[JURIST] The US Supreme Court [official website] on Monday ruled [opinion, PDF] 7-1 in Welch v. United States [SCOTUSblog materials] that the court’s 2015 decision in Johnson v. United States [opinion, PDF] created a substantive rule of constitutional law and the holding applies retroactively to cases that are on collateral review. The case involves petitioner Gregory Welch, a convicted felon who was sentenced to heightened penalties under 18 USC § 924(e), the Armed Career Criminal Act (Act) [text], for the commission of a violent felony as defined in the act. Welch was convicted of being a felon in possession of a firearm, after three prior violent convictions. In Johnson the court ruled [JURIST report] that the residual clause of 18 USC § 924(e) was unconstitutional under the void for vagueness doctrine. Welch’s original petition for certiorari was denied by the court in 2013, but his case made it to the Supreme Court by seeking a review of the denial of a certificate of appealability with the US Court of Appeals for the Eleventh Circuit [official website]. Monday’s decision affirms that Johnson is retroactive in cases on collateral review. Welch’s case is now remanded to the Eleventh Circuit for review of his sentence under the Act.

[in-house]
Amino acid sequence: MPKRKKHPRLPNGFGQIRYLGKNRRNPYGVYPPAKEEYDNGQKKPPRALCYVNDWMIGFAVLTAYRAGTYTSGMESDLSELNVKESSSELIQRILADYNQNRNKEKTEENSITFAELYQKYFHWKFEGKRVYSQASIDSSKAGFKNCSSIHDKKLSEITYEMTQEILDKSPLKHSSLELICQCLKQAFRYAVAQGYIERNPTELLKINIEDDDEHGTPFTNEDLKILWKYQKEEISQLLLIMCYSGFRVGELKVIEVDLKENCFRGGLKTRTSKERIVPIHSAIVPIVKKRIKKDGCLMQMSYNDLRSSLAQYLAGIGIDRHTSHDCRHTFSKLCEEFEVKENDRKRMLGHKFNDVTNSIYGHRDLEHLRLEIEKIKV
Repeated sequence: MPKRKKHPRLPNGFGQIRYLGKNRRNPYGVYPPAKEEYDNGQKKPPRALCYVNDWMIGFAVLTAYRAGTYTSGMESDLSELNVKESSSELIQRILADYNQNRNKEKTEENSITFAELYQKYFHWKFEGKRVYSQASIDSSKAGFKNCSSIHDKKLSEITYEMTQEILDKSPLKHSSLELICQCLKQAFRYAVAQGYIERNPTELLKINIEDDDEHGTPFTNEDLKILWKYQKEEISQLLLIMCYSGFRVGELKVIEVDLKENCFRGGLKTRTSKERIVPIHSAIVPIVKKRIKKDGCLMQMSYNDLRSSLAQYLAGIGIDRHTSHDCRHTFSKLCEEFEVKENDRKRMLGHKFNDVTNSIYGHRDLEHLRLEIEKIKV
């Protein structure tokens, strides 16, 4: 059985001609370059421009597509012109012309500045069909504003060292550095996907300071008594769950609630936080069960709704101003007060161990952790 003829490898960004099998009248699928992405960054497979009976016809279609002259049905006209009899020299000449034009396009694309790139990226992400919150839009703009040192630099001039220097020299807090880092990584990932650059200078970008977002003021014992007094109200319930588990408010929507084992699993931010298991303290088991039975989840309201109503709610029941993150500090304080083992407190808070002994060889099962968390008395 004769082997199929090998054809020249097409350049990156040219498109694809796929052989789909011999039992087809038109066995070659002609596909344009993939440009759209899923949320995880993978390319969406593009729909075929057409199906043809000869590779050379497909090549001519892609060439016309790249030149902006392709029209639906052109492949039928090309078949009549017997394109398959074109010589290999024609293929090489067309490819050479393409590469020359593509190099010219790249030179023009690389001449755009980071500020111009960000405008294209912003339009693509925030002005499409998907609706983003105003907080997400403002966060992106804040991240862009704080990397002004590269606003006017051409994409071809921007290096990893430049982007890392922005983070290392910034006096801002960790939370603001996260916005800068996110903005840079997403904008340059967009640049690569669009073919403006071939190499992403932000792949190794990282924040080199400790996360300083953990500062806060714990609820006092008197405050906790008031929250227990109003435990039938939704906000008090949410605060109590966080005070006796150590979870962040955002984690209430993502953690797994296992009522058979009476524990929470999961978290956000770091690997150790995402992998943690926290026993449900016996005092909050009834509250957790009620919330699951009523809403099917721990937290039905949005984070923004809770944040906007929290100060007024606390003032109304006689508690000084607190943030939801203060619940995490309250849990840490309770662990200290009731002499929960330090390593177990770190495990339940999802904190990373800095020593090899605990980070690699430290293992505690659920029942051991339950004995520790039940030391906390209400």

The court heard oral arguments [JURIST report; transcript, PDF] in this case in March. Certiorari was granted [JURIST report] in January.